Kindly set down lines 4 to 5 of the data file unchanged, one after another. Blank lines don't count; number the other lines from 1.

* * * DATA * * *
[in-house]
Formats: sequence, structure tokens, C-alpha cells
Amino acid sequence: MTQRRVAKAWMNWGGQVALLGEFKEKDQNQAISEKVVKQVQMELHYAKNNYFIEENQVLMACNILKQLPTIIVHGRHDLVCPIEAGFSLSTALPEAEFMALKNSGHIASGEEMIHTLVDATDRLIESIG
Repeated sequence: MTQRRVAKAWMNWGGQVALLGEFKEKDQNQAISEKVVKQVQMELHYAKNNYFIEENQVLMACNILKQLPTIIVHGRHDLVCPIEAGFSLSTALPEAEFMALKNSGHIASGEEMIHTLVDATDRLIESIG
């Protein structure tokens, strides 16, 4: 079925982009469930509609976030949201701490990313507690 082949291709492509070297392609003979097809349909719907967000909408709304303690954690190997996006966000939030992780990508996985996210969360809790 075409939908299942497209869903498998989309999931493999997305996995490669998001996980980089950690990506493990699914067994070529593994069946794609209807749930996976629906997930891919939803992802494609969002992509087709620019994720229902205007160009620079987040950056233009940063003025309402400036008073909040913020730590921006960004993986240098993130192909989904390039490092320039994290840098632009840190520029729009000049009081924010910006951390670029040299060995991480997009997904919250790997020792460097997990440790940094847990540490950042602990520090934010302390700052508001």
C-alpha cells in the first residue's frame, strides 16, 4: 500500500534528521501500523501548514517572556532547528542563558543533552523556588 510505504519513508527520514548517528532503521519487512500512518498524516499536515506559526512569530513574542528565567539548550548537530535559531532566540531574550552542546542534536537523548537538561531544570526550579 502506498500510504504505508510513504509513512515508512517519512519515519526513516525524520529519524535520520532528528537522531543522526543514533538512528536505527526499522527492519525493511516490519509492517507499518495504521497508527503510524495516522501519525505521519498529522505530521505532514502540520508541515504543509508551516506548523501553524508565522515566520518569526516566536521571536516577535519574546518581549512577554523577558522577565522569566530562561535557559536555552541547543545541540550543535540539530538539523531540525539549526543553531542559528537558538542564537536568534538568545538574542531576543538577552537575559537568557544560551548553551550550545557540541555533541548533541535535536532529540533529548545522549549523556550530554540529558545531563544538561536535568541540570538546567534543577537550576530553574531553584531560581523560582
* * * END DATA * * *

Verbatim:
Repeated sequence: MTQRRVAKAWMNWGGQVALLGEFKEKDQNQAISEKVVKQVQMELHYAKNNYFIEENQVLMACNILKQLPTIIVHGRHDLVCPIEAGFSLSTALPEAEFMALKNSGHIASGEEMIHTLVDATDRLIESIG
């Protein structure tokens, strides 16, 4: 079925982009469930509609976030949201701490990313507690 082949291709492509070297392609003979097809349909719907967000909408709304303690954690190997996006966000939030992780990508996985996210969360809790 075409939908299942497209869903498998989309999931493999997305996995490669998001996980980089950690990506493990699914067994070529593994069946794609209807749930996976629906997930891919939803992802494609969002992509087709620019994720229902205007160009620079987040950056233009940063003025309402400036008073909040913020730590921006960004993986240098993130192909989904390039490092320039994290840098632009840190520029729009000049009081924010910006951390670029040299060995991480997009997904919250790997020792460097997990440790940094847990540490950042602990520090934010302390700052508001």